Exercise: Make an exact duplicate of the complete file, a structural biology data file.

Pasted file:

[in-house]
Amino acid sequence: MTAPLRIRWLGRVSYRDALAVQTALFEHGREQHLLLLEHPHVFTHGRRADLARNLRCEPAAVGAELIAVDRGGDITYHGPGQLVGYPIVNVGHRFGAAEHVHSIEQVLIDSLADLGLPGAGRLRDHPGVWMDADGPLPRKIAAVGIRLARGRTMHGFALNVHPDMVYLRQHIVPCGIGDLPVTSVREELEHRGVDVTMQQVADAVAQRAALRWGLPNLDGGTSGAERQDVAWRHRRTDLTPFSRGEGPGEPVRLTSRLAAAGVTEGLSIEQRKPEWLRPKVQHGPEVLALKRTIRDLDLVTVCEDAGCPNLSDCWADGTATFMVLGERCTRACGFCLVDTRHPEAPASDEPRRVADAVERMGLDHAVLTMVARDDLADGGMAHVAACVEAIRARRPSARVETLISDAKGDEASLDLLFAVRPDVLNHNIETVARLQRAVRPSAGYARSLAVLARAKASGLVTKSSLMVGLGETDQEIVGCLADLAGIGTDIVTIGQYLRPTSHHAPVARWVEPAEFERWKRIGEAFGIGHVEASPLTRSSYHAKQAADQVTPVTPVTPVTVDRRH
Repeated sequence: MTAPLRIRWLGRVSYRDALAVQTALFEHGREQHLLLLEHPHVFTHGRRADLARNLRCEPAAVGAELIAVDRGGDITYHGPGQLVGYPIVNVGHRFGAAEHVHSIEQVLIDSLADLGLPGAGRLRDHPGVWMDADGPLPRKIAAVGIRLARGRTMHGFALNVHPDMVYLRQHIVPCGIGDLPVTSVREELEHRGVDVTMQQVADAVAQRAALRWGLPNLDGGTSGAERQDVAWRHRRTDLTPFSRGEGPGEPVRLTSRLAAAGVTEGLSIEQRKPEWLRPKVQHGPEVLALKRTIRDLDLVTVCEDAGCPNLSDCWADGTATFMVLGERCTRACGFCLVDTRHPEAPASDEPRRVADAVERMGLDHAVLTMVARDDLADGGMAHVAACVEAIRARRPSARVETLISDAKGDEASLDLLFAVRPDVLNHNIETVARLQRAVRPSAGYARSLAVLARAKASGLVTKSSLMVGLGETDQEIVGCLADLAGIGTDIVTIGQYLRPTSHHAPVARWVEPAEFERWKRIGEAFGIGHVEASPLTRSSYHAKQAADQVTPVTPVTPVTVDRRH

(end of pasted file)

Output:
[in-house]
Amino acid sequence: MTAPLRIRWLGRVSYRDALAVQTALFEHGREQHLLLLEHPHVFTHGRRADLARNLRCEPAAVGAELIAVDRGGDITYHGPGQLVGYPIVNVGHRFGAAEHVHSIEQVLIDSLADLGLPGAGRLRDHPGVWMDADGPLPRKIAAVGIRLARGRTMHGFALNVHPDMVYLRQHIVPCGIGDLPVTSVREELEHRGVDVTMQQVADAVAQRAALRWGLPNLDGGTSGAERQDVAWRHRRTDLTPFSRGEGPGEPVRLTSRLAAAGVTEGLSIEQRKPEWLRPKVQHGPEVLALKRTIRDLDLVTVCEDAGCPNLSDCWADGTATFMVLGERCTRACGFCLVDTRHPEAPASDEPRRVADAVERMGLDHAVLTMVARDDLADGGMAHVAACVEAIRARRPSARVETLISDAKGDEASLDLLFAVRPDVLNHNIETVARLQRAVRPSAGYARSLAVLARAKASGLVTKSSLMVGLGETDQEIVGCLADLAGIGTDIVTIGQYLRPTSHHAPVARWVEPAEFERWKRIGEAFGIGHVEASPLTRSSYHAKQAADQVTPVTPVTPVTVDRRH
Repeated sequence: MTAPLRIRWLGRVSYRDALAVQTALFEHGREQHLLLLEHPHVFTHGRRADLARNLRCEPAAVGAELIAVDRGGDITYHGPGQLVGYPIVNVGHRFGAAEHVHSIEQVLIDSLADLGLPGAGRLRDHPGVWMDADGPLPRKIAAVGIRLARGRTMHGFALNVHPDMVYLRQHIVPCGIGDLPVTSVREELEHRGVDVTMQQVADAVAQRAALRWGLPNLDGGTSGAERQDVAWRHRRTDLTPFSRGEGPGEPVRLTSRLAAAGVTEGLSIEQRKPEWLRPKVQHGPEVLALKRTIRDLDLVTVCEDAGCPNLSDCWADGTATFMVLGERCTRACGFCLVDTRHPEAPASDEPRRVADAVERMGLDHAVLTMVARDDLADGGMAHVAACVEAIRARRPSARVETLISDAKGDEASLDLLFAVRPDVLNHNIETVARLQRAVRPSAGYARSLAVLARAKASGLVTKSSLMVGLGETDQEIVGCLADLAGIGTDIVTIGQYLRPTSHHAPVARWVEPAEFERWKRIGEAFGIGHVEASPLTRSSYHAKQAADQVTPVTPVTPVTVDRRH